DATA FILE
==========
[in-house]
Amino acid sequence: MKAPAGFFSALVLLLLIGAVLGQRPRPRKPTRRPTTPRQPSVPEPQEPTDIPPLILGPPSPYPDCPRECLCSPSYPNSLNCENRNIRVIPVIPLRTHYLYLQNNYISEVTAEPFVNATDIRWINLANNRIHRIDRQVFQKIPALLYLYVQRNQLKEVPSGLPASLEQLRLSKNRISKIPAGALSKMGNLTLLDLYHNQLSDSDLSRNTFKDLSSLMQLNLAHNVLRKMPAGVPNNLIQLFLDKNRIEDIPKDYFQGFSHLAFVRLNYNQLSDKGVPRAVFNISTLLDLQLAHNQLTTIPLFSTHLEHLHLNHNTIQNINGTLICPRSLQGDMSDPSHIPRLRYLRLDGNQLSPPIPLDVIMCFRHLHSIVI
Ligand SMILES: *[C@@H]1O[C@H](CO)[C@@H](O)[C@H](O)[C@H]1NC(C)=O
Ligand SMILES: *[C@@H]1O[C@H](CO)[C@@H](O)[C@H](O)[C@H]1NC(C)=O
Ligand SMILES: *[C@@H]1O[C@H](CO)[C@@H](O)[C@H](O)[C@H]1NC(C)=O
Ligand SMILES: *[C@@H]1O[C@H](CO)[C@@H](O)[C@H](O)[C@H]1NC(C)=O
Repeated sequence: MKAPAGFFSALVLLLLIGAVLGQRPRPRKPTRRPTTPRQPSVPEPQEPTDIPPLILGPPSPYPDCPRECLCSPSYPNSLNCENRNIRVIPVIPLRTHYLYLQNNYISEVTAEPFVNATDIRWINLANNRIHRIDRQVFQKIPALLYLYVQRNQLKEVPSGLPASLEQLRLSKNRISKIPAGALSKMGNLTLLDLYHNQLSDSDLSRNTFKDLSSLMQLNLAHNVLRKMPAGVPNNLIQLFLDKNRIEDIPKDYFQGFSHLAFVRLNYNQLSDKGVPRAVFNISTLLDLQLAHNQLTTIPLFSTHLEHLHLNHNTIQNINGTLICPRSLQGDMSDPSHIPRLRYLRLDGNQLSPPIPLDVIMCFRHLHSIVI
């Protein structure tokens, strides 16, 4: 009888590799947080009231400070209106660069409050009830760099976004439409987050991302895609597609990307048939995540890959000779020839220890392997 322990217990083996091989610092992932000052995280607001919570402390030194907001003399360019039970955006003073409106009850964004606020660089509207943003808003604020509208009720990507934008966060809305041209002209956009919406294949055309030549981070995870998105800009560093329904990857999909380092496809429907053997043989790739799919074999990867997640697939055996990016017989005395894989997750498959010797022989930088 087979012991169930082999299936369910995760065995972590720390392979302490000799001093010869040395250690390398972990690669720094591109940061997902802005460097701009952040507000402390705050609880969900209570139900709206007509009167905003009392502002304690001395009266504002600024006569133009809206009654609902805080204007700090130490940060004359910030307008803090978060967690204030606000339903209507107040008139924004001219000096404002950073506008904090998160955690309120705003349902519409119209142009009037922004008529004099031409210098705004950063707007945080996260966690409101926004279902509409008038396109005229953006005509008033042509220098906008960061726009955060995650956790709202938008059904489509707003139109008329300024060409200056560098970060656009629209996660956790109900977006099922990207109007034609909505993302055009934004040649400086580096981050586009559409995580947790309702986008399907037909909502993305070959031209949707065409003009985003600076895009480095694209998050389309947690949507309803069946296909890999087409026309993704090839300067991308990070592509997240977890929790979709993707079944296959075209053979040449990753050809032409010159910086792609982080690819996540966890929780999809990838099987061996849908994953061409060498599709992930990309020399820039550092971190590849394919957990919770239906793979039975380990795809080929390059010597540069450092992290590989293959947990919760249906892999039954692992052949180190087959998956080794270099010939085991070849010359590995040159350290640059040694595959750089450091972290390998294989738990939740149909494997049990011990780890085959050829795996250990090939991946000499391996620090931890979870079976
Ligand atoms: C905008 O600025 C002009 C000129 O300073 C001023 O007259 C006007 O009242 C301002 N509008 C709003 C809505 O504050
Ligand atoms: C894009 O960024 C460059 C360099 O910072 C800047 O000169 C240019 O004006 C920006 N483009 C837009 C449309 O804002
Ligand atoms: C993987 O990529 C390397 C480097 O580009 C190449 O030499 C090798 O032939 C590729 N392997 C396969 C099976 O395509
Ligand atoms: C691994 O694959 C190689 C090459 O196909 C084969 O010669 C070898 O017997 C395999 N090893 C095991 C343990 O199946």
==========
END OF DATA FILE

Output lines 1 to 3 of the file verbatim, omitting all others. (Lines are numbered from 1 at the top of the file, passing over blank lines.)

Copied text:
[in-house]
Amino acid sequence: MKAPAGFFSALVLLLLIGAVLGQRPRPRKPTRRPTTPRQPSVPEPQEPTDIPPLILGPPSPYPDCPRECLCSPSYPNSLNCENRNIRVIPVIPLRTHYLYLQNNYISEVTAEPFVNATDIRWINLANNRIHRIDRQVFQKIPALLYLYVQRNQLKEVPSGLPASLEQLRLSKNRISKIPAGALSKMGNLTLLDLYHNQLSDSDLSRNTFKDLSSLMQLNLAHNVLRKMPAGVPNNLIQLFLDKNRIEDIPKDYFQGFSHLAFVRLNYNQLSDKGVPRAVFNISTLLDLQLAHNQLTTIPLFSTHLEHLHLNHNTIQNINGTLICPRSLQGDMSDPSHIPRLRYLRLDGNQLSPPIPLDVIMCFRHLHSIVI
Ligand SMILES: *[C@@H]1O[C@H](CO)[C@@H](O)[C@H](O)[C@H]1NC(C)=O